Buckling analysis of tubular wind turbine towers by means of the applied energy method

Ma, Yang ORCID: 0000-0002-9015-2731 (2021). Buckling analysis of tubular wind turbine towers by means of the applied energy method. University of Birmingham. Ph.D.

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Tubular steel towers are currently the most practical type of supporting structure for wind turbines used in wind energy harvesting. The surging demand for energy has necessitated an increase in the scale and capacity of wind power plants. However, higher towers result in greater threats from external loadings, as historical records of failure incidences reveal the severity of tower collapses due to various buckling modes of the shell structures. It seems, therefore, necessary to thoroughly investigate the collapse mechanisms of the respective structures in response to environmental actors.

The first part of this dissertation discusses a historical case study which indicates that buckling is a common type of tower failure. The buckling mode shown in this case study displays a range of thin-walled structure buckling patterns, in which the wavenumber on the compression side is between 1 and 9. A new approach to the buckling behaviour of cylindrical steel shells under combined axially asymmetric compressive loads and bending moment is presented, employing the energy method.

Within the proposed framework, in the second section, the classical buckling analysis was conducted to determine the governing equilibriums which express the displacement function of a shell’s mid-surface in terms of stress–strain elementary expressions. The equations describing curvatures were obtained at the same time. The outcomes of classical buckling theory analysis provided a basis for the application of energy methods.

The governing partial differential equations have been rescaled using energy methods, in order to obtain dimensionless expressions which show stored energy taking place along the shell surface by surface displacement functions. For the perfect shell under axial compression (pure bending moment and combined load), equilibrium buckling paths close to bifurcation points have been investigated by energy functions to establish the critical points. The analysis shows that bifurcation buckling is at the infimum of energy levels, whereas multiple longitudinal and circumferential wavenumbers may occur with the energy magnitude jumping over adjacent buckling eigenmodes.

The initial geometric imperfections have been introduced to the shell by trigonometric deformation functions, updating the previous governing functions for imperfection sensitivity analysis. The diverse final buckle point numbers verified according to the buckling types of historically observed incidents are determined by shell geometry and external load magnitude. The respective imperfection sensitivity analysis indicated lower energy bound levels and fewer diversities in circumferential wavenumbers.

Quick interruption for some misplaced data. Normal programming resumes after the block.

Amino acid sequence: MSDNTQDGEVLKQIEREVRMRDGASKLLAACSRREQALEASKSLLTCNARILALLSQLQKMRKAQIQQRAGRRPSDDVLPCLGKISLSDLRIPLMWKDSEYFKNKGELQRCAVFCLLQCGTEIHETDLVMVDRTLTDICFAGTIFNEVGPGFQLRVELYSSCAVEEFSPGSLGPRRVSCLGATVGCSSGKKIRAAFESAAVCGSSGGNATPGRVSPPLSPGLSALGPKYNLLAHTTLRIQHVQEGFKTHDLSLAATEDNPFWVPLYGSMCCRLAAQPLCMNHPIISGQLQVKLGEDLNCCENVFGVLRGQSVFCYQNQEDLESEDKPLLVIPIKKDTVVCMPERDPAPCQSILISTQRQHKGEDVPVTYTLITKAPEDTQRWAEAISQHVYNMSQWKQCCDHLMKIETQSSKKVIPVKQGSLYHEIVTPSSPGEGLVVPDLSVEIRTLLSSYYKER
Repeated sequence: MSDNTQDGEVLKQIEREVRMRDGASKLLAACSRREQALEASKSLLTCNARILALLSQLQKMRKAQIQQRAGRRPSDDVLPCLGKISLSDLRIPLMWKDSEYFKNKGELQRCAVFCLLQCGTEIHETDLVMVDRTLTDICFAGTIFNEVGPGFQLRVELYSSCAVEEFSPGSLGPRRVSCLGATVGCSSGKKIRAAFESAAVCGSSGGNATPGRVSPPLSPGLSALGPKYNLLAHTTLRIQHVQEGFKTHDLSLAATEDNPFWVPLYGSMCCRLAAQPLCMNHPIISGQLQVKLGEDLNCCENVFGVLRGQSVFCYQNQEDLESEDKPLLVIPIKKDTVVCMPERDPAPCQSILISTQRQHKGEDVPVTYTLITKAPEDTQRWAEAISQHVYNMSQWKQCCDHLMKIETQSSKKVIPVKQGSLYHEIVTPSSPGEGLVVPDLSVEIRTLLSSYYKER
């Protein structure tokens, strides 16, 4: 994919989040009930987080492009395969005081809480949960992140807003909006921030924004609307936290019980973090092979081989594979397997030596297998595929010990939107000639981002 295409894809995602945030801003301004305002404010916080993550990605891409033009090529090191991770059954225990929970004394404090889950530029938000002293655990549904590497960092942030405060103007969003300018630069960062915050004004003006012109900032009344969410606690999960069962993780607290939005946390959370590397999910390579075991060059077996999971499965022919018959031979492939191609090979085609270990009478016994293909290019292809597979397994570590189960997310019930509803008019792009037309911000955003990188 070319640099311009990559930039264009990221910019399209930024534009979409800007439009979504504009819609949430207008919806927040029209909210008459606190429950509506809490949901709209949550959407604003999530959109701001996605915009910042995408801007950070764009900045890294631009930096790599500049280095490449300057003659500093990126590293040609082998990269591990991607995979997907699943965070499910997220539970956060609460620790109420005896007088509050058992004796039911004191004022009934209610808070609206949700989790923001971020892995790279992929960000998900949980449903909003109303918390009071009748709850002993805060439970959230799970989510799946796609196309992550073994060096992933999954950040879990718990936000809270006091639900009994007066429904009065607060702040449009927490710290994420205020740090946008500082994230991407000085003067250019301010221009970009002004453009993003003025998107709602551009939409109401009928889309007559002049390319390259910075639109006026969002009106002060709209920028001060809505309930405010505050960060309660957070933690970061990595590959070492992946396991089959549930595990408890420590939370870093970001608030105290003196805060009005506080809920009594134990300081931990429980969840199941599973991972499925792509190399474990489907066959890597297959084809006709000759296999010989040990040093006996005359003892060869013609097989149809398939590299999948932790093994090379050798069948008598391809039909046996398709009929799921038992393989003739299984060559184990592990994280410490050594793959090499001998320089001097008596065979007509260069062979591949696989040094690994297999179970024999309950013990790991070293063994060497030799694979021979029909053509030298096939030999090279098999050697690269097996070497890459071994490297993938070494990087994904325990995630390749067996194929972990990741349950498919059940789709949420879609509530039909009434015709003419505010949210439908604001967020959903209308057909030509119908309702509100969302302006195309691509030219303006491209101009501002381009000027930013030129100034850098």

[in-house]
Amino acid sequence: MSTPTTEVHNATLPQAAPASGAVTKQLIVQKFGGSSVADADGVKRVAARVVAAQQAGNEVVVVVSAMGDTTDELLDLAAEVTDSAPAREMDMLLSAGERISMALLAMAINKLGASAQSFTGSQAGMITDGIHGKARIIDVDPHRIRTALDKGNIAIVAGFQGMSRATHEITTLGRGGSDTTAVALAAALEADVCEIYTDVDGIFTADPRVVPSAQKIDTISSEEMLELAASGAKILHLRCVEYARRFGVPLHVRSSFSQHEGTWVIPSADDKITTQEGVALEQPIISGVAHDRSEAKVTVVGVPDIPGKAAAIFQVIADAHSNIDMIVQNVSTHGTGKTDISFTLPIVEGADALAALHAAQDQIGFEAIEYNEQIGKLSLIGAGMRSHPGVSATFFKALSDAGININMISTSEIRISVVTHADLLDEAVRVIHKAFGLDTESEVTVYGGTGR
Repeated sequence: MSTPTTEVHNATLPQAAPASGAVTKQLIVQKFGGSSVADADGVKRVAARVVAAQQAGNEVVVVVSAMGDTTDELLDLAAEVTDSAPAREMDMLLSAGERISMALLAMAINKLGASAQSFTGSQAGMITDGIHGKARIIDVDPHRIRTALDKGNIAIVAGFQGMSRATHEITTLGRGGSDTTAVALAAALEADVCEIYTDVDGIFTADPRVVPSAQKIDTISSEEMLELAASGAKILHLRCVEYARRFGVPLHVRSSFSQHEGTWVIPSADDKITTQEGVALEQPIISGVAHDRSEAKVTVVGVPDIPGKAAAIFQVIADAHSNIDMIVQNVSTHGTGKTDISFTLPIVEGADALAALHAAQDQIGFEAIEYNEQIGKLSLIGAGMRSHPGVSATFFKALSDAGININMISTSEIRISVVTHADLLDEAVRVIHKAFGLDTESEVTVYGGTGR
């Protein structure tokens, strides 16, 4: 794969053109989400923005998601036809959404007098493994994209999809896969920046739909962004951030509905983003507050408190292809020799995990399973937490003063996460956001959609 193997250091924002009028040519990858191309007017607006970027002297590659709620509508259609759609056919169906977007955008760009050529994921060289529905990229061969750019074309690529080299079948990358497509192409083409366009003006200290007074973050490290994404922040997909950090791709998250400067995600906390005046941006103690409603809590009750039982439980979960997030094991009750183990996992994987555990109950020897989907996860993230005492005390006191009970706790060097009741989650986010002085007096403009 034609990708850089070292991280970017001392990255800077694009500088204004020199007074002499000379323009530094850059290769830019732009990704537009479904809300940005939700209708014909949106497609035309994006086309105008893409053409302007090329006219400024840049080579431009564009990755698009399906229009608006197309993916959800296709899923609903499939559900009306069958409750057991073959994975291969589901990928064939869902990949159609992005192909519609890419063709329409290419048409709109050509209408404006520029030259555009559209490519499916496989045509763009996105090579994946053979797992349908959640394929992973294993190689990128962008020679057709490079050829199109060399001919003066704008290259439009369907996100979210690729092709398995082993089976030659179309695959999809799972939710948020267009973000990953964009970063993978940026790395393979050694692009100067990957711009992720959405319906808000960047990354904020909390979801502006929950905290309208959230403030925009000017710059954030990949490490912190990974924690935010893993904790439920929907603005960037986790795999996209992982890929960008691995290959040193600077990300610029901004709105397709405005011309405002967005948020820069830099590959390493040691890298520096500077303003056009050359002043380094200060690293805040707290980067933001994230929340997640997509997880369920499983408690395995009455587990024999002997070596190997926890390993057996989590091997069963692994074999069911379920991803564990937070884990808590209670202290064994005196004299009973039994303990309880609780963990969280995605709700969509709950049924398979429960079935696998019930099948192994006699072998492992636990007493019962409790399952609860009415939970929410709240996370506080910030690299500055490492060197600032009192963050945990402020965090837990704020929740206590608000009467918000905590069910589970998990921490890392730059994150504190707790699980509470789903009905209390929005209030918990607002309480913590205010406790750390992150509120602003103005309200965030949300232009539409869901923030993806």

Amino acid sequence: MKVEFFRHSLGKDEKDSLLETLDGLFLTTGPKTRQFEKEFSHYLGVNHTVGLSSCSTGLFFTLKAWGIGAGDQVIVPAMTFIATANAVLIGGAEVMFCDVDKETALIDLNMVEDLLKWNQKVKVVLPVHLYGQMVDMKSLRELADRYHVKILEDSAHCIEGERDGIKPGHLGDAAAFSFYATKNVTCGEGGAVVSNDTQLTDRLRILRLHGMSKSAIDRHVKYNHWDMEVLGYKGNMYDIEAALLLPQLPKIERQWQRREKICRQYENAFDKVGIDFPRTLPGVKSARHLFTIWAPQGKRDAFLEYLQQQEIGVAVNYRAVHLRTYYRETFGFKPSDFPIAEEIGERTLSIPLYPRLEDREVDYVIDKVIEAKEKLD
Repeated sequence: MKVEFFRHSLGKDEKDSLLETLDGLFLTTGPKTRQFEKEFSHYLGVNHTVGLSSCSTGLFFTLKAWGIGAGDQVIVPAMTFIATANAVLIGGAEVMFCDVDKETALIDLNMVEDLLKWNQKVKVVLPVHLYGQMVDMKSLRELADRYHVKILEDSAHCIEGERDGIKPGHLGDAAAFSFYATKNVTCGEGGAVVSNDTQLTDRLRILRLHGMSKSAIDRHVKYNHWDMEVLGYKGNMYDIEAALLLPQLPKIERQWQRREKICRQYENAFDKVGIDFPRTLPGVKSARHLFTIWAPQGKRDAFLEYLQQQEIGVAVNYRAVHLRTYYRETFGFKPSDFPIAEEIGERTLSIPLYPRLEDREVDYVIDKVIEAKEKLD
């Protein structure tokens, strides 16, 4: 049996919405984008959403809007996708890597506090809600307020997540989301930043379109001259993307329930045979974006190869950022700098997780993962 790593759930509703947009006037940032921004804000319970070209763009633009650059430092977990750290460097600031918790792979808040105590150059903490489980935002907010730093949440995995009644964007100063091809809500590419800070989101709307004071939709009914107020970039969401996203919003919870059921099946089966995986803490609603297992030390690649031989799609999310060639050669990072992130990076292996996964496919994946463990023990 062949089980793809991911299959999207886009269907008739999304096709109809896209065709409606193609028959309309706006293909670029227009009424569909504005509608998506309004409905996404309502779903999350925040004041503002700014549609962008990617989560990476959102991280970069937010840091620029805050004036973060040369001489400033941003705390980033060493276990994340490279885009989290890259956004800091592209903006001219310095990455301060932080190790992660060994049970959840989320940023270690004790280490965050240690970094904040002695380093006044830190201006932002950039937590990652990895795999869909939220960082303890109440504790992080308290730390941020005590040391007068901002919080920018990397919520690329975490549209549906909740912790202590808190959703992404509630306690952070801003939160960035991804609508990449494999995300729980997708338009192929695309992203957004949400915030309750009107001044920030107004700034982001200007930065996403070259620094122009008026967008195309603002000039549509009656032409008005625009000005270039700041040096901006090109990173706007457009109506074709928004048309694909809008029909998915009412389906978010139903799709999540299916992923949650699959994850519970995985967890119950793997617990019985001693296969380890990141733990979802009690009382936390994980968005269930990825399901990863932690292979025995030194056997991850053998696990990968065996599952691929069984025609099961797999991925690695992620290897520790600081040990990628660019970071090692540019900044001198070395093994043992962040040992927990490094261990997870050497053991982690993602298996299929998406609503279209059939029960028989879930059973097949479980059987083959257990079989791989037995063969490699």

The last section comprises numerical analysis, performed by modelling twenty shell sections, with five loading scenarios for each. Shell models were implemented with initial imperfections embedded using the finite element method via the Riks method for tracking buckling paths. The results show that buckling evolution paths are significantly affected by bending parts, which leads to section ovalisation that in turn changes the internal strain energy dissipation routine and section curvature. The cylinder’s geometrical parameters, the length–radius ratio (L/R) and radius–thickness ratio (R/t), also show a strong influence on buckling behaviours, seemingly linked to a noticeable reduction in the shell buckling bearing capacity during the combined loading scenarios. The results of the numerical simulation are also interpreted and validated the derived theoretical equations under various conditions.

Type of Work: Thesis (Doctorates > Ph.D.)
Award Type: Doctorates > Ph.D.
Baniotopoulos, CharalamposUNSPECIFIEDUNSPECIFIED
Licence: All rights reserved
College/Faculty: Colleges (2008 onwards) > College of Engineering & Physical Sciences
School or Department: School of Engineering, Department of Civil Engineering
Funders: None/not applicable
Subjects: T Technology > TA Engineering (General). Civil engineering (General)
URI: http://etheses.bham.ac.uk/id/eprint/11488


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